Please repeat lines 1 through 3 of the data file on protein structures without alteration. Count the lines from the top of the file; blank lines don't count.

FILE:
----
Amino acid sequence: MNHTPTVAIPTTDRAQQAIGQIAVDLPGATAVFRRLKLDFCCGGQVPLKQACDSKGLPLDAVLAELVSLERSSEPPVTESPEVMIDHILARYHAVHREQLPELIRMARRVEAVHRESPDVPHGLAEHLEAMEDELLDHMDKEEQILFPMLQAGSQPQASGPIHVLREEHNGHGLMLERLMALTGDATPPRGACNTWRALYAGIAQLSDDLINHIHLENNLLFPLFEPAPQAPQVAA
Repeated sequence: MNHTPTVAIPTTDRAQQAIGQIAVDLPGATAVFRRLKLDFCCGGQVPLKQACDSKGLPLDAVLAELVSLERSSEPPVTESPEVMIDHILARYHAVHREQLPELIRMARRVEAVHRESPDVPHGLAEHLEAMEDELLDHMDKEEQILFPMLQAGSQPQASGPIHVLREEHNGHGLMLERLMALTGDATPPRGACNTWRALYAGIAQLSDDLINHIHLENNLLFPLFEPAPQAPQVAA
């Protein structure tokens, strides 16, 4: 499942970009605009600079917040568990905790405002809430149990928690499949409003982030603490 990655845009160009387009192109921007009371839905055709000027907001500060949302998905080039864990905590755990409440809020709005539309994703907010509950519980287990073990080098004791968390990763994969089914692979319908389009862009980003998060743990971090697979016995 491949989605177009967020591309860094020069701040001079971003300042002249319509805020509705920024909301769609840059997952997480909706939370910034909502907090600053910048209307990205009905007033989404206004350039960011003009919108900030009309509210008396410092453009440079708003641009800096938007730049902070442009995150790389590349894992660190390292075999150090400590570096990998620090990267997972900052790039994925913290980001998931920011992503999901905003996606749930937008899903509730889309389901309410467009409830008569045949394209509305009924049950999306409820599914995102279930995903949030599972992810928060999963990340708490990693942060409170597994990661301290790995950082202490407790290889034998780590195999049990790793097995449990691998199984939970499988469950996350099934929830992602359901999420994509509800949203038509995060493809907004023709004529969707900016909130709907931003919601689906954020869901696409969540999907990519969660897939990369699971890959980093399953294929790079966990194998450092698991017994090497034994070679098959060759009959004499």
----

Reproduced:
Amino acid sequence: MNHTPTVAIPTTDRAQQAIGQIAVDLPGATAVFRRLKLDFCCGGQVPLKQACDSKGLPLDAVLAELVSLERSSEPPVTESPEVMIDHILARYHAVHREQLPELIRMARRVEAVHRESPDVPHGLAEHLEAMEDELLDHMDKEEQILFPMLQAGSQPQASGPIHVLREEHNGHGLMLERLMALTGDATPPRGACNTWRALYAGIAQLSDDLINHIHLENNLLFPLFEPAPQAPQVAA
Repeated sequence: MNHTPTVAIPTTDRAQQAIGQIAVDLPGATAVFRRLKLDFCCGGQVPLKQACDSKGLPLDAVLAELVSLERSSEPPVTESPEVMIDHILARYHAVHREQLPELIRMARRVEAVHRESPDVPHGLAEHLEAMEDELLDHMDKEEQILFPMLQAGSQPQASGPIHVLREEHNGHGLMLERLMALTGDATPPRGACNTWRALYAGIAQLSDDLINHIHLENNLLFPLFEPAPQAPQVAA
């Protein structure tokens, strides 16, 4: 499942970009605009600079917040568990905790405002809430149990928690499949409003982030603490 990655845009160009387009192109921007009371839905055709000027907001500060949302998905080039864990905590755990409440809020709005539309994703907010509950519980287990073990080098004791968390990763994969089914692979319908389009862009980003998060743990971090697979016995 491949989605177009967020591309860094020069701040001079971003300042002249319509805020509705920024909301769609840059997952997480909706939370910034909502907090600053910048209307990205009905007033989404206004350039960011003009919108900030009309509210008396410092453009440079708003641009800096938007730049902070442009995150790389590349894992660190390292075999150090400590570096990998620090990267997972900052790039994925913290980001998931920011992503999901905003996606749930937008899903509730889309389901309410467009409830008569045949394209509305009924049950999306409820599914995102279930995903949030599972992810928060999963990340708490990693942060409170597994990661301290790995950082202490407790290889034998780590195999049990790793097995449990691998199984939970499988469950996350099934929830992602359901999420994509509800949203038509995060493809907004023709004529969707900016909130709907931003919601689906954020869901696409969540999907990519969660897939990369699971890959980093399953294929790079966990194998450092698991017994090497034994070679098959060759009959004499």